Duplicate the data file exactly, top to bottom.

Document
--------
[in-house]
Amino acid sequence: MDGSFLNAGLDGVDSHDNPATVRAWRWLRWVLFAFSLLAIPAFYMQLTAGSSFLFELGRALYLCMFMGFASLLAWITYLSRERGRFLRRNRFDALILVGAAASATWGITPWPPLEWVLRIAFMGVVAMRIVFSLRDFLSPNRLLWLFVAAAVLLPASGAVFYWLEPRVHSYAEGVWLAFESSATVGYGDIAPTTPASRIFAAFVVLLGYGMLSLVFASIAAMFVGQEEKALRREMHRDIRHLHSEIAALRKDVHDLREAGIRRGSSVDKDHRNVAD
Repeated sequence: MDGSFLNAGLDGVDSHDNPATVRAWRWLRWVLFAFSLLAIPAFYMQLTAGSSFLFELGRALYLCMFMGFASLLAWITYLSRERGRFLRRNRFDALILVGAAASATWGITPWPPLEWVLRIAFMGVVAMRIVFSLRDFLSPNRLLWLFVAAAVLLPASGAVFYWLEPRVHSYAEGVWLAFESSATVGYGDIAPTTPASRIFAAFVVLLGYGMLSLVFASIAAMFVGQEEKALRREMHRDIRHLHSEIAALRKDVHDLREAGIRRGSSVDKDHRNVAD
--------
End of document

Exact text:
[in-house]
Amino acid sequence: MDGSFLNAGLDGVDSHDNPATVRAWRWLRWVLFAFSLLAIPAFYMQLTAGSSFLFELGRALYLCMFMGFASLLAWITYLSRERGRFLRRNRFDALILVGAAASATWGITPWPPLEWVLRIAFMGVVAMRIVFSLRDFLSPNRLLWLFVAAAVLLPASGAVFYWLEPRVHSYAEGVWLAFESSATVGYGDIAPTTPASRIFAAFVVLLGYGMLSLVFASIAAMFVGQEEKALRREMHRDIRHLHSEIAALRKDVHDLREAGIRRGSSVDKDHRNVAD
Repeated sequence: MDGSFLNAGLDGVDSHDNPATVRAWRWLRWVLFAFSLLAIPAFYMQLTAGSSFLFELGRALYLCMFMGFASLLAWITYLSRERGRFLRRNRFDALILVGAAASATWGITPWPPLEWVLRIAFMGVVAMRIVFSLRDFLSPNRLLWLFVAAAVLLPASGAVFYWLEPRVHSYAEGVWLAFESSATVGYGDIAPTTPASRIFAAFVVLLGYGMLSLVFASIAAMFVGQEEKALRREMHRDIRHLHSEIAALRKDVHDLREAGIRRGSSVDKDHRNVAD